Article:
UNITED NATIONS/ KATRA SHAHADATGUNJ
The United Nations has strongly condemned as ‘horrendous crime’ the gang-rape and murder of two low-caste teenage girls in a village in the Indian state of Uttar Pradesh, and called for steps to end violence against women.
‘There are some incidents (where) words are difficult to choose; It was clearly a horrendous incident,’ Stephane Dujjaric, Secretary General Ban Ki-moon’s spokesperson, said in a response to a question at the regular noon briefing on Friday.
‘The rape and death of the two girls, who were hanged from a tree, is a horrendous crime,’ he added. ‘It only underscores the wave of violence that we’ve seen against women. Whether in Pakistan, whether in India, whether gender-based violence that we’ve seen most recently in California that was clearly targeted at women, and the Secretary-General has spoken out forcefully against violence against women and has encouraged all those who can do something about it to do so’, Dujarric said.
When a correspondent pointed out that the killings were the result of the caste system embedded in India, the spokesman said, ‘We have seen the harm that traditional practices can do against women and whatever the reason is, we have seen the results and it needs to be condemned in the strongest possible term.’ The two minor girls, who were reported to be cousins, went missing since Tuesday afternoon in Uttar Pradesh’s Badayun district. On Wednesday, their bodies were found, hanging from the tree, which led to a huge public protest in the area and a massive outcry across the state. Dujarric said the UN chief had spoken out forcefully against violence against women and had started a campaign a few years ago encouraging men to stand up against violence against women.
Moreover, five men have been arrested over the brutal gang-rape and murder of two girls found hanging from a mango tree in northern India, police said Saturday. The discovery Wednesday of the bodies of the cousins, aged 14 and 12, in impoverished Katrashadatganj village in Budaun district of Uttar Pradesh, marked the latest sexual violence case to stir national outrage. ‘Rape of both girls has been confirmed. Cause of death was asphyxia,’ Budaun district police superintendent Atul Saxena told AFP. Preliminary murder and gang-rape charges were filed against three men while two policemen are accused of being criminal accessories, Saxena said.
‘These men (accused of murder) first raped the victims and then hung them as now confirmed by post-mortem reports,’ Saxena said. ‘The girls were still alive when they were hung,’ Saxena said by phone from the district, 300 kilometres (180 miles) from Uttar Pradesh capital Lucknow.
He said all those named in a police complaint by the families had been arrested and police were probing whether more were involved.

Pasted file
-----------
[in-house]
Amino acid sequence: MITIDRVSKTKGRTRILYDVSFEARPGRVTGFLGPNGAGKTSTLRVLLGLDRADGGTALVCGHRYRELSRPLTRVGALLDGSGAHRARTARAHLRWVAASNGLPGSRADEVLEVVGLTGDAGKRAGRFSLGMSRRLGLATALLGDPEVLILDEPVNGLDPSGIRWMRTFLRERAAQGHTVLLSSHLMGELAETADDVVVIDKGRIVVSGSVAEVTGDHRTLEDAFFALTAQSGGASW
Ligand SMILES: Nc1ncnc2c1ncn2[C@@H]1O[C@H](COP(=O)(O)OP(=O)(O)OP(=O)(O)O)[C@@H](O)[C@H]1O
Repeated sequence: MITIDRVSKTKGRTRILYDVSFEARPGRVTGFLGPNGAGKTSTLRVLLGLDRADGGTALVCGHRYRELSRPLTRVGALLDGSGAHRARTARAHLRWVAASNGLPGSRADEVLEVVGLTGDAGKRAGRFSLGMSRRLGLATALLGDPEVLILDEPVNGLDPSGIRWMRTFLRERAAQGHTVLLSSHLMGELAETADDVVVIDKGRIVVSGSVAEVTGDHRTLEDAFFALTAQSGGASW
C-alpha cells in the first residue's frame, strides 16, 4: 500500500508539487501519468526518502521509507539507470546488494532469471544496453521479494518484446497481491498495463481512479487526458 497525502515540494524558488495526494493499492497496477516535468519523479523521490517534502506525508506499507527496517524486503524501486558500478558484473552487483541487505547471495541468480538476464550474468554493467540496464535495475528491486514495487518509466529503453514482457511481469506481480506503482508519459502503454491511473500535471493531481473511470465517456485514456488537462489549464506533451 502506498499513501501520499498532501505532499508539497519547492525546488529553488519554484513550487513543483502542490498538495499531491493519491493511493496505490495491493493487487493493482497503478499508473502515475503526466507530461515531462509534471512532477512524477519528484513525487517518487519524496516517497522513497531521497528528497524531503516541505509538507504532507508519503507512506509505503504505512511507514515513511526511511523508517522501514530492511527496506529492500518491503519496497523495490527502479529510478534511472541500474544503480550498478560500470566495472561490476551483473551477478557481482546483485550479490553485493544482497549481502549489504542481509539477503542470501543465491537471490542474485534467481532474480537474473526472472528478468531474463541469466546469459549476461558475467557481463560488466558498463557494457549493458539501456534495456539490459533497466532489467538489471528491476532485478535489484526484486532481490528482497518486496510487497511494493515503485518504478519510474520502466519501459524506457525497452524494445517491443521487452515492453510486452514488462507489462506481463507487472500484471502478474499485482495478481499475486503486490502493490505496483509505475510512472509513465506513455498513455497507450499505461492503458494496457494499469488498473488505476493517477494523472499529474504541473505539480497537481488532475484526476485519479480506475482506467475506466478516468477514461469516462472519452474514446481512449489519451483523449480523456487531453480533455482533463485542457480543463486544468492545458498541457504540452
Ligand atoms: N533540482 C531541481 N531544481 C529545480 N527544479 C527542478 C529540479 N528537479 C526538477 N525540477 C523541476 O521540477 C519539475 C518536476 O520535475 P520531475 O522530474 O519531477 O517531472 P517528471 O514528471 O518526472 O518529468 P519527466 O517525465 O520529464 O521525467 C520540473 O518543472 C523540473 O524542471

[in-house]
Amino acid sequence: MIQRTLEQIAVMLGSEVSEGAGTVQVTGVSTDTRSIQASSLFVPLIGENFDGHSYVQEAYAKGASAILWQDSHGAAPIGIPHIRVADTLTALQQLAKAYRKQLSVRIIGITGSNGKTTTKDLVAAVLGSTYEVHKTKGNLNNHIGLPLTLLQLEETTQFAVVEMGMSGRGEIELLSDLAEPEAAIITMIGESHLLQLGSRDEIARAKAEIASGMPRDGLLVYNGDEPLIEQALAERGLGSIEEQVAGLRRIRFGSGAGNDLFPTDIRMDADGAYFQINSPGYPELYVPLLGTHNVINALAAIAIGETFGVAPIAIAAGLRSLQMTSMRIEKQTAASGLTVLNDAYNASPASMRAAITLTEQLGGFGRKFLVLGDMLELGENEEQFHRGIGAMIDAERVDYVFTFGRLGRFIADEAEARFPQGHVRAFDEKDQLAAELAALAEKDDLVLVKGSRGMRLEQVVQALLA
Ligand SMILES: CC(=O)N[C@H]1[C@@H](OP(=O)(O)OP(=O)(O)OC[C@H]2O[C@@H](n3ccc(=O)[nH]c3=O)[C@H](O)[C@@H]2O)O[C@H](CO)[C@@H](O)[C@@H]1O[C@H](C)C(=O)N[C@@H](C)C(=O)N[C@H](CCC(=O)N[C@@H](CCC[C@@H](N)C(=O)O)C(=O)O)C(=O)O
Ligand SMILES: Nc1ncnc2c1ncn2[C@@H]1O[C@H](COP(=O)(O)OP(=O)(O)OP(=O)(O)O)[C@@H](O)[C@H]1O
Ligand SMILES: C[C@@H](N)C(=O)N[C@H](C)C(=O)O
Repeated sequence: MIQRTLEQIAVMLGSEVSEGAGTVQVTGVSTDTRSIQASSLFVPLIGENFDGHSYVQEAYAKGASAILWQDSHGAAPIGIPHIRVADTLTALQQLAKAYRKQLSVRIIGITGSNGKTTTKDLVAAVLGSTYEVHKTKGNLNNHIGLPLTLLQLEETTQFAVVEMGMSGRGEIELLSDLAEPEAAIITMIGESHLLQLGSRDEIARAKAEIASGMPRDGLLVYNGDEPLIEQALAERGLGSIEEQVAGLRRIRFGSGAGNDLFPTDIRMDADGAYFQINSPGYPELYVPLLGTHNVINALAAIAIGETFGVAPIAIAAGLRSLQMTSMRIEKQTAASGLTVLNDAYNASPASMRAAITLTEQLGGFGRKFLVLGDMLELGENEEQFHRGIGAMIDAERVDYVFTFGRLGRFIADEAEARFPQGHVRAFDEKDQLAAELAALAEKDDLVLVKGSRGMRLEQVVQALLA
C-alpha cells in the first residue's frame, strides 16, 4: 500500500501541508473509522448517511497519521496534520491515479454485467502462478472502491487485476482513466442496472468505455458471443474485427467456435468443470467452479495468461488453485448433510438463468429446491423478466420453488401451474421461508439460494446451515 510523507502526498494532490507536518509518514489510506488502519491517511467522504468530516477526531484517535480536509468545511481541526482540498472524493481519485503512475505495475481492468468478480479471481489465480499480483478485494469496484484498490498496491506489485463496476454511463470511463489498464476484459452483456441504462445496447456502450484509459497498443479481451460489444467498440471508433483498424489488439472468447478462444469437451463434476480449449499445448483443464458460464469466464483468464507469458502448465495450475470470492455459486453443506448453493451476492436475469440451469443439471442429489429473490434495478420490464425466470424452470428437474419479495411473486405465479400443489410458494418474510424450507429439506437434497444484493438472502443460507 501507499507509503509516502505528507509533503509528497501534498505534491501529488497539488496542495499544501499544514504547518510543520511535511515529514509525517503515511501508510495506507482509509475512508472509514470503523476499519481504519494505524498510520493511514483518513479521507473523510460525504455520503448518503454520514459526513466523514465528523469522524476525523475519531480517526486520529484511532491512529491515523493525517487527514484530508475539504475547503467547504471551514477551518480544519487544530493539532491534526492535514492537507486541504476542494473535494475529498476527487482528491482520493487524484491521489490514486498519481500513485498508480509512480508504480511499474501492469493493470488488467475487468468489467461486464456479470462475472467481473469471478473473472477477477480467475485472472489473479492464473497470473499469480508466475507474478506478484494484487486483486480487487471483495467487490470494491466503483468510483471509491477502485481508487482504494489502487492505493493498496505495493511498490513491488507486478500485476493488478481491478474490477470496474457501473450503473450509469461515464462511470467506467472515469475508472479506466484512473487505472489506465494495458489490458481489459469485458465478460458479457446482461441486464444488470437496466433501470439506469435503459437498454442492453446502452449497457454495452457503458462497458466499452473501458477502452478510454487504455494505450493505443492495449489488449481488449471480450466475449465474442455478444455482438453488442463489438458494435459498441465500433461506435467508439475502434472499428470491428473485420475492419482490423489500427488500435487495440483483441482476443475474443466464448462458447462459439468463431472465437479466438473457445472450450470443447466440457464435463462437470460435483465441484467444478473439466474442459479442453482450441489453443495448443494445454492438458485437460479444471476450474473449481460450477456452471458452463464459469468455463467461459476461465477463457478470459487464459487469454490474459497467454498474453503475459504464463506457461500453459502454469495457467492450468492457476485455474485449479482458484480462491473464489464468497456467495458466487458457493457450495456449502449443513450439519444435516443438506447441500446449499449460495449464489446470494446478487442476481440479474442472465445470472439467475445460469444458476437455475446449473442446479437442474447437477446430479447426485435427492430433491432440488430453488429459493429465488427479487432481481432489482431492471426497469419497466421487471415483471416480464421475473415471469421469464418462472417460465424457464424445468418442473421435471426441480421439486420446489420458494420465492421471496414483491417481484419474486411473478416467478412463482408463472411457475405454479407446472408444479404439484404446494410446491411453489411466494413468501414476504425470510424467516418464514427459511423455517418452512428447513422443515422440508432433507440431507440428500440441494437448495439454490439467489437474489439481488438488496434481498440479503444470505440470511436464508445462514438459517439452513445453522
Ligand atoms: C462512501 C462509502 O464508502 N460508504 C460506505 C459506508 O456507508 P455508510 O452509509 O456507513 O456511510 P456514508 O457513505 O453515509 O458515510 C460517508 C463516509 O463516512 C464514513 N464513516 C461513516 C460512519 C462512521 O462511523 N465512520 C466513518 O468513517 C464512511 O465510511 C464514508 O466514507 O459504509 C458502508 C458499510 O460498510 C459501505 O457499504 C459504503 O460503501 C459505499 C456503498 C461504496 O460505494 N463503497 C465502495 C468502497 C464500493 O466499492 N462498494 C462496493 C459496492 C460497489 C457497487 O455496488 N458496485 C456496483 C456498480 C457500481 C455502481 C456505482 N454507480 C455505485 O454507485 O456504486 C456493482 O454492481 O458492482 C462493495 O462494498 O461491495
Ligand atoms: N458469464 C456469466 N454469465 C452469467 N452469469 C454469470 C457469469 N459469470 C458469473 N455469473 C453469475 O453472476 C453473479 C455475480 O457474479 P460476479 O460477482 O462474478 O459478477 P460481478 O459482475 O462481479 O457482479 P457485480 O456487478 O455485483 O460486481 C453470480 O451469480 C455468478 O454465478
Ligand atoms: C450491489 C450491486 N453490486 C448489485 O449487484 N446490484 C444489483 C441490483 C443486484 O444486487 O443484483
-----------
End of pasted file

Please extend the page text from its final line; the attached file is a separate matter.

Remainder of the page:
The farm labouring family of the two cousins told AFP police could have ‘saved’ the girls but said they refused to help when they found they were from a low caste.
‘She was my everything, my world - and now my world has come to an end,’ the grief-stricken father of one victim said. The alleged attackers were from a higher caste than the girls. There is a long history of women and girls from India’s lower castes - especially those who are Dalits, previously known as ‘untouchables’ - being sexually abused by people from higher castes. ‘These policemen didn’t act for hours when they could have saved two young lives. Why is caste everything?’ said the father, who cannot be named for legal reasons. The victims were sexually assaulted multiple times, police said.
- Sex attacks common -
India toughened sex assault laws following the fatal December 2012 gang-rape of a student on a bus in New Delhi which triggered nationwide protests, but the move has done little to stem the tide of sex attacks. According to Indian government statistics, a rape happens every 22 minutes but activists say the figure is conservative as many rapes go unreported in the conservative nation of 1.2 billion people.
The father said his daughter and her cousin were attacked when they went to the fields to relieve themselves as there was no toilet in their house. The father told AFP his brother heard screams from the field where the girls had gone and got into a scuffle with five men, but fled when they threatened to shoot him. The family reported the crime to police who told relatives the girls were with an upper caste village man and would be back ‘in a couple of hours’, the father said.
Then they got a call from a woman saying their daughters’ bodies were hanging from a tree. ‘This was nothing but plain murder and (caste) conspiracy,’ he said. Indian law forbids the naming of the victims or their families.
‘The cops were totally hand-in-glove in getting our daughters killed,’ said the father of the other victim. Rights activists said the crimes highlighted Uttar Pradesh authorities were ‘not serious’ about tackling sexual crime.
The chief of Uttar Pradesh’s ruling party sparked uproar last month when he opposed recent legislation making gang-rapists subject to capital punishment. ‘Boys will be boys,’ Mulayam Singh Yadav said. Amnesty International has said a lack of toilets across India forces women to answer the call of nature outside, ‘making them more vulnerable to violence’.
Rahul Gandhi, who led India’s Congress party to a crushing defeat by the Hindu nationalist Bharatiya Janata Party in national elections earlier in the month, visited the girls’ families Saturday. Gandhi said the victims’ families told him they were only interested in ‘justice’ for their daughters, not financial compensation. It came as reports of two other rapes in Uttar Pradesh surfaced. In one case, police arrested three men over the gang-rape of a young woman that was later circulated in a video. The other case involved the alleged rape of a deaf-mute teenager by a neighbour.
UNITED NATIONS/ KATRA SHAHADATGUNJ